7. The Body Swap ep -There are few things more fun that watching one actor have to imitate another. It's another trick that helps alleviate actor boredom and gives the straight-up good guy get to play bad in most cases. (When you're in genre TV, these kind of personality-altering tricks are a regularly deployed tool. I think there was a season of Smallville with more episodes where someone acts out of character than ones when everyone was IN it.)

8. Bottle Show I: Interrogation - "Uh, guys... we spent a lot of money on the season premiere then really blew our wad on Episodes 3 and 6. Gonna have to be a cheap one just to to get us back on track. Whatta ya got?" Yep, you're gonna have to do the "bottle show," a cost saving episode that takes place 80%-90% in one location - preferably an existing set or a cheap/easily redressed set. Here's the good part - with the right actors and story, the interrogation show can be an intense pressure cooker of an ep that lets your best performers act their pants off. One character has something the other character wants, and it becomes a psychological chess match to get them to break. Two gold standards: Homicide's "Three Men and Adena" and Star Trek: Deep Space Nine's "Duet."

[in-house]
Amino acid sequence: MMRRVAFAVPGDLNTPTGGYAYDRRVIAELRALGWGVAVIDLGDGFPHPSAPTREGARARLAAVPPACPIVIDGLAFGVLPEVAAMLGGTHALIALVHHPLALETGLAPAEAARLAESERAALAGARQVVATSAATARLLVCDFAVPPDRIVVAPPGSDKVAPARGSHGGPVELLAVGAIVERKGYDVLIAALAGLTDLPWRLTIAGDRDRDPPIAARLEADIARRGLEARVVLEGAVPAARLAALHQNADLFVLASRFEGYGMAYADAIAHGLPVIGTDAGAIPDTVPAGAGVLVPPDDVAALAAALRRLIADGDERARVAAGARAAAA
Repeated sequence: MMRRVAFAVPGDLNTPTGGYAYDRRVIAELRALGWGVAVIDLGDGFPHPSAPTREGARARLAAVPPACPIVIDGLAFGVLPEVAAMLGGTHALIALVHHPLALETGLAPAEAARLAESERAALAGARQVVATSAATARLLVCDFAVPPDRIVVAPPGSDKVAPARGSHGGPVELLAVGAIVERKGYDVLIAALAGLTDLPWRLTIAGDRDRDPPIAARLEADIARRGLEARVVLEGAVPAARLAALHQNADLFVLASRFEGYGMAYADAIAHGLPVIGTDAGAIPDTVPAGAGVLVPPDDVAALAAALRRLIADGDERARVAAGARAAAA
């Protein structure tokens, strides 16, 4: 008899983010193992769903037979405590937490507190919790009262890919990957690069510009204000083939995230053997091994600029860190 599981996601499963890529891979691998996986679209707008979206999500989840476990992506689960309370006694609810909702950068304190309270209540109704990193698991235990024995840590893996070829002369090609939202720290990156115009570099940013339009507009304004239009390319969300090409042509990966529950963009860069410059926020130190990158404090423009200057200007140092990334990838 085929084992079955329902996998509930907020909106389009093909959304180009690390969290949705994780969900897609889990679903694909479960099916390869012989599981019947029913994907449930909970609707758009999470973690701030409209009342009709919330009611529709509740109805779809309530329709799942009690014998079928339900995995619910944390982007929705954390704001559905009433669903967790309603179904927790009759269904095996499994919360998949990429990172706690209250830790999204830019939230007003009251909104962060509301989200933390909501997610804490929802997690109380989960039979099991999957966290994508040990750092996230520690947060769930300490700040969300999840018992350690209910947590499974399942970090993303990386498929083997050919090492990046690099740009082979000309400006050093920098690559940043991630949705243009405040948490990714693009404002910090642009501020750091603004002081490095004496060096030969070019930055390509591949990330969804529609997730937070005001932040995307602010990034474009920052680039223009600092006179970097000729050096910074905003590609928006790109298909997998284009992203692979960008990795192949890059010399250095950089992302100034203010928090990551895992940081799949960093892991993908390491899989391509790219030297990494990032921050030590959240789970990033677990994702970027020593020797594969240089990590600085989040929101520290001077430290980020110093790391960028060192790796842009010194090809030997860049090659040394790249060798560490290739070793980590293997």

9. The Fight Club - this is a less successful genre stable where your characters are captured and forced to fight in gladiator fight club-type settings. I'll never forget the season where Angel and Voyager both aired similar eps within weeks of each other and neither one was all that good. Last season, Supergirl did one, proving the trope is alive and well.

10. The Character-Driven Road Trip Episode - ER did this a lot, usually to good effect. Doug and Mark took a road trip to handle Doug's father's funeral and the story detoured into visiting Mark's family.The result illuminated a lot about the characters that wouldn't have been revealed within the confines of the ER. It also works as a fish-out-of-water way to throw different challenges at your characters.

11. Bottle Show II: Real-time in one location - Usually a hostage ep. It's a cousin to the interrogation bottle show, as you're still putting a few actors into one location for the duration. The extra wrinkles are the time pressure added, by real time. This is a pretty easy ep for genre and procedural alike. Comedy versions of this usually drop the jeopardy aspect and just tell a story in one space. Seinfeld's "The Chinese Restaurant" probably is the most notable, but there's also a Mad About You shot in real time about trying to sleep-train the baby. The dramatic version of this is not to be confused with....

12. The Die Hard episode - What makes this different from the Bottle Show version? You usually have a higher budget for stunts and gags. The previous version is designed to be fast and cheap to shoot while this is all about being an action episode. Sometimes it's a trade-off, "We get the action, but we're staying on-pattern by only shooting on a few sets."